Owing to its pivotal role in the host entry of CoVs, the spike protein has been a focus of anti-HCoV drug development. To date, a handful of viral inhibitors that target the spike proteins of SARS and MERS have been reported (Hu et al., 2005; Han et al., 2006; Yi et al., 2004; Bosch et al. 2004; Liu et al., 2004; Lu et al., 2014, 2015; Gao et al., 2013; Channappanavar et al., 2015). A subgroup of these inhibitors specifically target the interaction between the S1 domain of the SARS spike protein and its corresponding host receptors (Hu et al., 2005; Han et al., 2006). The remainder of these inhibitors target HR1s in the S2 domain of SARS and MERS by mimicking the corresponding HR2s, thereby inhibiting formation of the 3HR1–3HR2 helical bundle (Bosch et al., 2004; Liu et al., 2004; Lu et al., 2014, 2015; Gao et al., 2013; Channappanavar et al., 2015). Both groups of inhibitors are effective against specific HCoVs, at least in vitro. Nevertheless, the hypervariable nature of the S1 domain and the highly conserved features of the S2 domain render the latter a more suitable target for the development of pan-CoV inhibitors. As CoVs are rapidly evolving (Forni et al., 2016), pandemic outbreaks of newly emerging HCoVs become possible when zoonotic CoVs are able to accumulate sufficient mutations to cross the species barrier (Ge et al., 2013; Menachery et al., 2015, 2016). Thus, a broad-spectrum anti-HCoV drug or vaccine would be more effective than a specific one. To this end, structural profiling of the evolutionarily conserved S2 domain, especially the 3HR1–3HR2 six-helical bundle that drives the membrane-fusion process, would undoubtedly provide valuable information to help in the design of such a broad-spectrum anti-HCoV HR2 mimic.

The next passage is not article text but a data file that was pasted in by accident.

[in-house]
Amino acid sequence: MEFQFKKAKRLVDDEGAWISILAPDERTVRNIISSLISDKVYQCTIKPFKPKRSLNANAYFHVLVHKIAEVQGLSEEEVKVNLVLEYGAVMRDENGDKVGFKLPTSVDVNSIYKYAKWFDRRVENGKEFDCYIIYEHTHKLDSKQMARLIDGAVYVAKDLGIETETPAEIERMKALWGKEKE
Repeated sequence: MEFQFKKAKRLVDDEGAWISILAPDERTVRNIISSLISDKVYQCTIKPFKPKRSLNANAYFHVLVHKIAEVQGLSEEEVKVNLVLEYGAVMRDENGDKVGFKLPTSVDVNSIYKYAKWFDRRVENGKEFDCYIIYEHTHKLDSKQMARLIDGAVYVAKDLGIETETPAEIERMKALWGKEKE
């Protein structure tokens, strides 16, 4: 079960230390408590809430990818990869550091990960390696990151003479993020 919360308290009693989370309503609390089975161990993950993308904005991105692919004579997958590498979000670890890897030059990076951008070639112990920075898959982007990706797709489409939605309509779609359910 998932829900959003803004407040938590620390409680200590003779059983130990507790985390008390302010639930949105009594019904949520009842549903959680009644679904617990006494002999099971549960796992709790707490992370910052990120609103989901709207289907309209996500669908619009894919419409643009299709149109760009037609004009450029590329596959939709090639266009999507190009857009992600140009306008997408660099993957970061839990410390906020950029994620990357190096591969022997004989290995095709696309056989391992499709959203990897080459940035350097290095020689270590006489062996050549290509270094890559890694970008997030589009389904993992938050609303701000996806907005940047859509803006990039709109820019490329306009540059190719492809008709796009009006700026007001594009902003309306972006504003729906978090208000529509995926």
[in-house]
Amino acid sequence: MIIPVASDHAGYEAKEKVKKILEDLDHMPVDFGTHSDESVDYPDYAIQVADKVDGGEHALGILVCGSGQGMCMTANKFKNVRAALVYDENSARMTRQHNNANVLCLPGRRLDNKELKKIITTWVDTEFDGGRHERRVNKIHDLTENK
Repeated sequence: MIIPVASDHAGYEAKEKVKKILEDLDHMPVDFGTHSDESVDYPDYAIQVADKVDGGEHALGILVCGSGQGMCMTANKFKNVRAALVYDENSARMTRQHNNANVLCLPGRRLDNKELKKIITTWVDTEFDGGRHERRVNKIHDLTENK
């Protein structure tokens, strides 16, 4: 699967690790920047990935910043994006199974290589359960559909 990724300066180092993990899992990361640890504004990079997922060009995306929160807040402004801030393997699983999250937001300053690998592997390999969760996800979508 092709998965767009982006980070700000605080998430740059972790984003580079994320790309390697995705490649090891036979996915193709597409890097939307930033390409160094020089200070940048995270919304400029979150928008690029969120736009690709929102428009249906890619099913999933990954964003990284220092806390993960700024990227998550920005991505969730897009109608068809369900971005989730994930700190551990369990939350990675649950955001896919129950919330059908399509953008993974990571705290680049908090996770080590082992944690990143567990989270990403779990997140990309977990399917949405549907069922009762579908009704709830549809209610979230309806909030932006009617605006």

Of the six HCoVs, HCoV-NL63 and HCoV-229E belong to the alphacoronavirus (α-CoV) family, while the other four HCoVs are classified as betacoronaviruses (β-CoVs) (Woo et al., 2009). Among them, HCoV-229E was the first to be identified (Hamre & Procknow, 1966). However, its spike protein has been the least structurally studied. The host receptor of HCoV-229E was revealed to be human aminopeptidase N (APN) more than two decades ago (Yeager et al., 1992). Nevertheless, structural elucidation of the interaction between HCoV-229E and APN was only revealed very recently (Wong et al., 2017). More recently, a crystal structure of the HCoV-229E fusion core (HR1 residues 788–838 and HR2 residues 1060–1097) was reported at 2.45 Å resolution (Zhang et al., 2018) while we were preparing this manuscript. Here, we present a more complete fusion-core structure of HCoV-229E at 1.86 Å resolution (HR1 residues 785–873 and HR2 residues 1052–1105) with an eight-turn longer HR1 helix and at higher resolution. The fusion-core structure of HCoV-229E is similar overall to those of SARS, MERS and HCoV-NL63. Nevertheless, since HCoV-229E has a longer HR1 and HR2, the packing of its hydrophobic core and the buried interface between HR1 and HR2 differ from those in SARS and MERS (Supekar et al., 2004; Lu et al., 2014; Xu et al., 2004; Duquerroy et al., 2005; Gao et al., 2013) and are more similar to those in HCoV-NL63, another human α-CoV (Zheng et al., 2006). Structural studies of the HCoV spike protein may be used to develop effective vaccines and drugs against HCoVs. We thus anticipate that our structure and the recently solved fusion-core structure of HCoV-229E, along with those of SARS, MERS and NL63, may serve as a template for the design of structure-based pan-coronavirus small molecules or peptides to inhibit viral fusion.